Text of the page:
WASHINGTON -- The economy felt the strain of the housing bust and lost momentum in late summer, with more sluggish performances expected in the months ahead.
Economic growth slowed to a 2 percent pace in the July-to-September quarter, the Commerce Department reported yester day. That was slightly worse than the 2.2 percent annual rate the government estimated a month ago, yet better than the 1.6 percent rate initially calculated for those months.
Still, the message was clear: The deepening housing slump is crimping growth.
"The housing market is profoundly weak," said Ken Mayland, president of ClearView Economics. "The economic slowdown really took hold in the third quarter, and, I think, it is going to basically continue through the first half of next year."
Investment in home building declined at a 18.7 percent rate -- even more than previously estimated -- and was the largest cut in 15 years. That shaved 1.2 percentage points off third-quarter growth, the most in nearly 25 years.
Even with expectations that economic activity will continue to be subpar, Federal Reserve chairman Ben Bernanke and most analysts do not expect the troubled housing market will undermine the economy to the point it slides into a recession.
Economists say gross domestic product in the October-to-December quarter could come in at 1.7 percent to 2.5 percent higher, or slightly more. Growth estimates for the first quarter of 2007 are in the same range.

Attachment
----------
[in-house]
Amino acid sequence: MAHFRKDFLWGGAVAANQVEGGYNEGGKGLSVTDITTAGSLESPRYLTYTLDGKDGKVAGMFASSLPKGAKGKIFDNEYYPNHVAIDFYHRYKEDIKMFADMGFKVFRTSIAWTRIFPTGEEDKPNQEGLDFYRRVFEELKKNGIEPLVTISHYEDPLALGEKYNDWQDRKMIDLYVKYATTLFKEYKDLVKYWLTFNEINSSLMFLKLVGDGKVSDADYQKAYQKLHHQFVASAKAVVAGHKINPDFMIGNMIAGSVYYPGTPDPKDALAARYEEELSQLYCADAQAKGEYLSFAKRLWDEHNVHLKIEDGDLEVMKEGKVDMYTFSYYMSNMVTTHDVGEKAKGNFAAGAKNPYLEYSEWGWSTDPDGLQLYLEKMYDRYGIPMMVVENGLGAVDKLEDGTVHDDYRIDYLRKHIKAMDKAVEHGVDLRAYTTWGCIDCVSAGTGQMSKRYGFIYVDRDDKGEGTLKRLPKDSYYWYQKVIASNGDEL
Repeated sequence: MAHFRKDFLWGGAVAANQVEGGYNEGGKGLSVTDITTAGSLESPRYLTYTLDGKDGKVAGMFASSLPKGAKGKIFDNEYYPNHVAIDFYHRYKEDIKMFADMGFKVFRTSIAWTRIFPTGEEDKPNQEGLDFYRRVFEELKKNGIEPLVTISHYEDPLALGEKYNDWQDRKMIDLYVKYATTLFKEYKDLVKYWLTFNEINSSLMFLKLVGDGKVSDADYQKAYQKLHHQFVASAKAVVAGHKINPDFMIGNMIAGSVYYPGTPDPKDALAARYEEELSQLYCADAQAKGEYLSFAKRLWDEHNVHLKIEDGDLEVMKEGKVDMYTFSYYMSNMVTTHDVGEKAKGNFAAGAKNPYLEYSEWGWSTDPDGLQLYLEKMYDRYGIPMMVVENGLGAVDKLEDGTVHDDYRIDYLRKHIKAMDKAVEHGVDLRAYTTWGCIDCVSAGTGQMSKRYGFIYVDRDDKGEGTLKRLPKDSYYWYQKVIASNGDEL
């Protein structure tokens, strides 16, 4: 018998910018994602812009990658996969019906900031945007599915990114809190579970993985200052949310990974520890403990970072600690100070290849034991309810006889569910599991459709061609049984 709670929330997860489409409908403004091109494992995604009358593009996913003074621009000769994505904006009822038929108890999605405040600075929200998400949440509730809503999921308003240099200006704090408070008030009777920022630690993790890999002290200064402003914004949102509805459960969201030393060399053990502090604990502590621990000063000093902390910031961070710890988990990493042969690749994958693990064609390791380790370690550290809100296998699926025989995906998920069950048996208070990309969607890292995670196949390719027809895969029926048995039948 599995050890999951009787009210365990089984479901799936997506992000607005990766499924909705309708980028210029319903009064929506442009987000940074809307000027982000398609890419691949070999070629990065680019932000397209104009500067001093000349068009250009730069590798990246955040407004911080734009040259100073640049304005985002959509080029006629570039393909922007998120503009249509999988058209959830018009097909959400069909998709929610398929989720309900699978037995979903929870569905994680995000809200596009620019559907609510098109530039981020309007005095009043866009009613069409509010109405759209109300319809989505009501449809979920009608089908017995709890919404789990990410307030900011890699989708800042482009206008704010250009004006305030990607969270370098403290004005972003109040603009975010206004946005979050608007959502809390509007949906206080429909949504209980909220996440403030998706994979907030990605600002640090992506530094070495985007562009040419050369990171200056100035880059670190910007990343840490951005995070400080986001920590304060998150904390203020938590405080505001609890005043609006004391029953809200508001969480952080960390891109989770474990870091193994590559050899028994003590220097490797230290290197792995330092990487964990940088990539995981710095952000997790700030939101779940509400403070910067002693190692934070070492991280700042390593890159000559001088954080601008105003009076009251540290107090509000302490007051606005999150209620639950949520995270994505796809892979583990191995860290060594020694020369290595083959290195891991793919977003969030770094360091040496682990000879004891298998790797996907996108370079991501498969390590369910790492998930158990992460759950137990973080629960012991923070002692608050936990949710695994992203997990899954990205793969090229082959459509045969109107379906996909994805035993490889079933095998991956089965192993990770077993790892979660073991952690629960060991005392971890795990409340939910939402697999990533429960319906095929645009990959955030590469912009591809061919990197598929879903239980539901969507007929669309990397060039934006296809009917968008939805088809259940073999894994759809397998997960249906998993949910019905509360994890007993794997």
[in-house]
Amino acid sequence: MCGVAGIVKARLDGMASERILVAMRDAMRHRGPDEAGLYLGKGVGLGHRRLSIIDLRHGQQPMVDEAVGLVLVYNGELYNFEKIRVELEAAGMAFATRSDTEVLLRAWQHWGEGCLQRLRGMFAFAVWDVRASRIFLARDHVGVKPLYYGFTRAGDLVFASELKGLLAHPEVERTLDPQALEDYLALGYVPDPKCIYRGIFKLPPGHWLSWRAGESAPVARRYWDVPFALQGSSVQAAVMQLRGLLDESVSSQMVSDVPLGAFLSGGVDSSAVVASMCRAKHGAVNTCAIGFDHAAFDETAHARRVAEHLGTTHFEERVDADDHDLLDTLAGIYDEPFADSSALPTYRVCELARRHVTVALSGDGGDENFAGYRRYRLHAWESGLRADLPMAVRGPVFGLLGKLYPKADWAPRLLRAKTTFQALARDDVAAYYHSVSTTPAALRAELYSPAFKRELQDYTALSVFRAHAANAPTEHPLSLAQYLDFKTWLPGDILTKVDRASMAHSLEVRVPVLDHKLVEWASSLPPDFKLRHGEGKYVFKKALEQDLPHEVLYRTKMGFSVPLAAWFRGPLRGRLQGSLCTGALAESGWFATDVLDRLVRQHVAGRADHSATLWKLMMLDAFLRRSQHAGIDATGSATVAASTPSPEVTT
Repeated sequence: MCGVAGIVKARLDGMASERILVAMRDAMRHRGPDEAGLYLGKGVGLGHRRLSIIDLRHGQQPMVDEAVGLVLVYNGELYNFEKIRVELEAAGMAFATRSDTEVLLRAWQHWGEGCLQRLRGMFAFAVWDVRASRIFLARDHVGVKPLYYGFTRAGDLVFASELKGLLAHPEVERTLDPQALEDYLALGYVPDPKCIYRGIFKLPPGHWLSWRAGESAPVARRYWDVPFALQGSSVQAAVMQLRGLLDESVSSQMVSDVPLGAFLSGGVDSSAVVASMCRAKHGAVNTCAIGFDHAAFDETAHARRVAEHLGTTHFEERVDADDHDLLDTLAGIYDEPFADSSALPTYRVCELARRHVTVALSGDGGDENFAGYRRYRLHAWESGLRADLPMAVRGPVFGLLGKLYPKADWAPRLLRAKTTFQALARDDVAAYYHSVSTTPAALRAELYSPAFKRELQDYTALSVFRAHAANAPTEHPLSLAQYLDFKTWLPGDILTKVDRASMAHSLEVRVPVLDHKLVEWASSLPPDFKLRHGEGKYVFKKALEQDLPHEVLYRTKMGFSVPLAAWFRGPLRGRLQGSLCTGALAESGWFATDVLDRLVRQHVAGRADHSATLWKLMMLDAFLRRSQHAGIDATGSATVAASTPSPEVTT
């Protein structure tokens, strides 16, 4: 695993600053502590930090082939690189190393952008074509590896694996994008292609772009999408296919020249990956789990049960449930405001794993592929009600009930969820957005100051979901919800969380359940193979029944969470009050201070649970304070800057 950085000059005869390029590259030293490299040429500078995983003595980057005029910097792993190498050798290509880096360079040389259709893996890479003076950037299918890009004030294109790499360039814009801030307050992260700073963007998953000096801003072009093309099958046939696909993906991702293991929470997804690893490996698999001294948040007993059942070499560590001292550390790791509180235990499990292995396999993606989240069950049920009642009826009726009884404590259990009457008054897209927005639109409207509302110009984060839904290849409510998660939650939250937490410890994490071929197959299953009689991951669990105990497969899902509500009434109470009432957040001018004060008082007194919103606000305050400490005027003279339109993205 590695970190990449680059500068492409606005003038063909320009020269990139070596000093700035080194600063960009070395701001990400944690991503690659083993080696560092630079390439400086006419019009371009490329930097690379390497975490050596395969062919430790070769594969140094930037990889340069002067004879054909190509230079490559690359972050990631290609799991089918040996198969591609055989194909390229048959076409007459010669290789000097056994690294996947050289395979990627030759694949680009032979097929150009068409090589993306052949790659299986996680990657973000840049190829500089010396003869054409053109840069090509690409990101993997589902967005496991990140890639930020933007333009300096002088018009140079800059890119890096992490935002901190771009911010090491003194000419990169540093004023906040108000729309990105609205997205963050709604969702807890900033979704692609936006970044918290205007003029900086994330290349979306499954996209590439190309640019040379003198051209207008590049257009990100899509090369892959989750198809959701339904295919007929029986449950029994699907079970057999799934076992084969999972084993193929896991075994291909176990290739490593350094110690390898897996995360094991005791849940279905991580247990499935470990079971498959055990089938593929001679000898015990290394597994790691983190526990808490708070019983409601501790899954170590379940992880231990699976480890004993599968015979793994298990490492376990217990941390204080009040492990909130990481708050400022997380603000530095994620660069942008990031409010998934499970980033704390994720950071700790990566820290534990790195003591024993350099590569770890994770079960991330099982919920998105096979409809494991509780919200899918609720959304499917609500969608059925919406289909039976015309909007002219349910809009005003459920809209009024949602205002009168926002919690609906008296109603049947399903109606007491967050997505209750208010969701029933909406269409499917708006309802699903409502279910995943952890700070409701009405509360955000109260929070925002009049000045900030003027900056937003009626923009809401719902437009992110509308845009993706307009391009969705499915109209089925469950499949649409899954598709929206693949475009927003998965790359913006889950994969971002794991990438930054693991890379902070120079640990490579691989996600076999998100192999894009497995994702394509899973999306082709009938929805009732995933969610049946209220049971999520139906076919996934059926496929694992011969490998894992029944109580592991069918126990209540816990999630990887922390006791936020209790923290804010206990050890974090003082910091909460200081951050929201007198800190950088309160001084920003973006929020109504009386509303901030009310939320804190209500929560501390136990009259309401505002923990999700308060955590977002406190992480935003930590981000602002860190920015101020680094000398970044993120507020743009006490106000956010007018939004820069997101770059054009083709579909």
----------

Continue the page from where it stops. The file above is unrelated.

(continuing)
GDP measures the value of all goods and services produced in the United States. It is the best barometer of the country's economic health.
The housing slump will bite into overall growth, but not too badly, some economists hope. Housing will continue to "contract during 2007 but at nowhere near the hemorrhage of the third quarter," said T.J. Marta, fixed-income strategist for RBC Capital Markets.
In the third quarter, consumers boosted their spending 2.8 percent. Business spending rose at an annual rate of 7.7 percent.
An inflation gauge tied to the GDP report showed that core prices (excluding food and energy) rose at a rate of 2.2 percent in the third quarter, down from 2.7 percent in the second.